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Three Plays: Desire Under The Elms, Strange Interlude, Mourning Becomes Electra (Anglais) Broché – 31 octobre 1995


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Three Plays: Desire Under The Elms, Strange Interlude, Mourning Becomes Electra + Collected Plays: Volume 1: A Dance of the Forests; The Swamp Dwellers; The Strong Breed; The Road; The Bacchae of Euripides + By the Bog of Cats
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The action of the entire play takes place in, and immediately outside of, the Cabot farmhouse in New England, in the year 1850. Lire la première page
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Couverture | Copyright | Table des matières | Extrait | Quatrième de couverture
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17 internautes sur 20 ont trouvé ce commentaire utile 
Three great and rarely performed plays by Eugene O'Neill 17 novembre 1998
Par Un client - Publié sur Amazon.com
Format: Broché
One of these three great plays by Eugene O'Neill is Strange Interlude which was written in 1923 and won the Pulitzer Prize in 1928 when it originally ran on Broadway. Its running time is over four hours and it is usually performed with a dinner break. It is a family chronicle, of sorts, following the life of Nina Leeds and her family in a small university town in New England - from her early days as a young woman mourning the loss of her ideal lover during WWI, through her middle age years. It is the story of a family's secret and their determination to keep this secret unknown by others, and sometimes even to themselves. The play's most unusual quality, though, is found in the words that each character speaks. Not only do they converse with each other using naturalistic dialogue, but they also voice their subtext, which is unheard by the other characters in the play, but is heard by the audience. This device brings to the surface the secret life that each character in the play carries with them but is not willing to reveal to others. It creates, in the audience, as if it were another character in the play, a "sharer" of these stage characters' secrets. Through it all we view the lives of these characters with a fondness, and we root for them. Perhaps we root for them because we know, very much, why they are doing the things they do to each other.
The two other plays are well worth the experience of reading and/or seeing on stage. Mourning Becomes Electra, based on the Greek Electra myth, is especially wonderful. Its set in post civil war america and like Strange Interlude its length makes it a rare theatre treat to see performed on stage.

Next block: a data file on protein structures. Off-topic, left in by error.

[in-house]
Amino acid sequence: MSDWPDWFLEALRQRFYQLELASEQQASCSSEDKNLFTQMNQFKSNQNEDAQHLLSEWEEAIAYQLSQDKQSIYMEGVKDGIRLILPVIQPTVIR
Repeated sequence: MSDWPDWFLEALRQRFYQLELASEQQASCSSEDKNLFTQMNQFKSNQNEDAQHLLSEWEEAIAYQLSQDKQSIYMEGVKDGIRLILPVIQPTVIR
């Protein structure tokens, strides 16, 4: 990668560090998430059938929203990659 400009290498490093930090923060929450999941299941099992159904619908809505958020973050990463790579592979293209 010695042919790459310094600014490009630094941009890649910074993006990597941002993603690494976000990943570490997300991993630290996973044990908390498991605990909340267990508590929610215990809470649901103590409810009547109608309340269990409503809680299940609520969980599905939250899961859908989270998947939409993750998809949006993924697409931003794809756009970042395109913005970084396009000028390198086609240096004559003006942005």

9 internautes sur 13 ont trouvé ce commentaire utile 
Strange Interlude 15 avril 1997
Par Un client - Publié sur Amazon.com
Format: Broché
I'm new to reading drama, but I have never seen anything quite like "Srange Interlude." In this experimental work, O'Neill actually takes the reader into the thoughts of the characters, by not only thier dialogue or gestures, as in most works, but by letting the characters think their streams of thought aloud.
The plot is extremely well developed, though it's tinged with cliche at times. It centers around a mentally unstable woman groping for happiness and the happiness of her four lovers, each lovers in diffferent senses of the word. The first is her high school sweetheart, killed in the war. The second is her lifelong friend. the third is her husband, and the fourth is her doctor. Each have their quirks and instabilities, which make this play a strange interlude, indeed.
A New England Aeschylus 14 octobre 2014
Par Jennifer Grey - Publié sur Amazon.com
Format: Broché
O'Neill was actively channeling Greek Drama when he churned out these plays, which explains why they're so monumental and deliberate (the unkind would say occasionally stilted), and laced with sins and expiations greater than most mortal lives can contain.

This much I remember from my high school English classes, but it would have been nice had this edition included a little critical introduction discussing the playwright's influences - or explaining just how in holy hell anyone ever managed to stage Strange Interlude when it's nine bloody acts long. That's 185 pages, boys and girls. Unless showrunners trimmed the thing by removing all the dialogue asides, sitting through that must have felt like sitting through Les Miserables...twice.

Still, you have to give O'Neill credit for having the stones to tackle a complete re-working of Aeschylus's Orestia and create the intermittently fabulous Mourning Becomes Electra, which was easily the highlight of the three plays collected here. It's fascinating to read MBE immediately after its source material, if only because it makes you speculate what the Orestia will look like two thousand years from now when the next talented guy decides to retell it to reflect the hang-ups of his day.
Exhausting 27 novembre 2011
Par J. Smallridge - Publié sur Amazon.com
Format: Broché
O'Neill's "Mourning Becomes Electra" is astounding. The plot is timeless, the characters are amazingly drawn, and the dialogue is as brilliant as anything he ever wrote. The only problem with the play is that, like everything he wrote, his themes are exhausting because they're so heavy. This play is no exception.
Mourning Becomes Electra 18 août 2011
Par pinkkhippos - Publié sur Amazon.com
Format: Broché Achat vérifié
I bought this book for school reading (Is it just me or do books seem to cost so much more now?) and it was used, but inside was free of any highlighting or annotating. Cheap price for a book that you're only going to read once.
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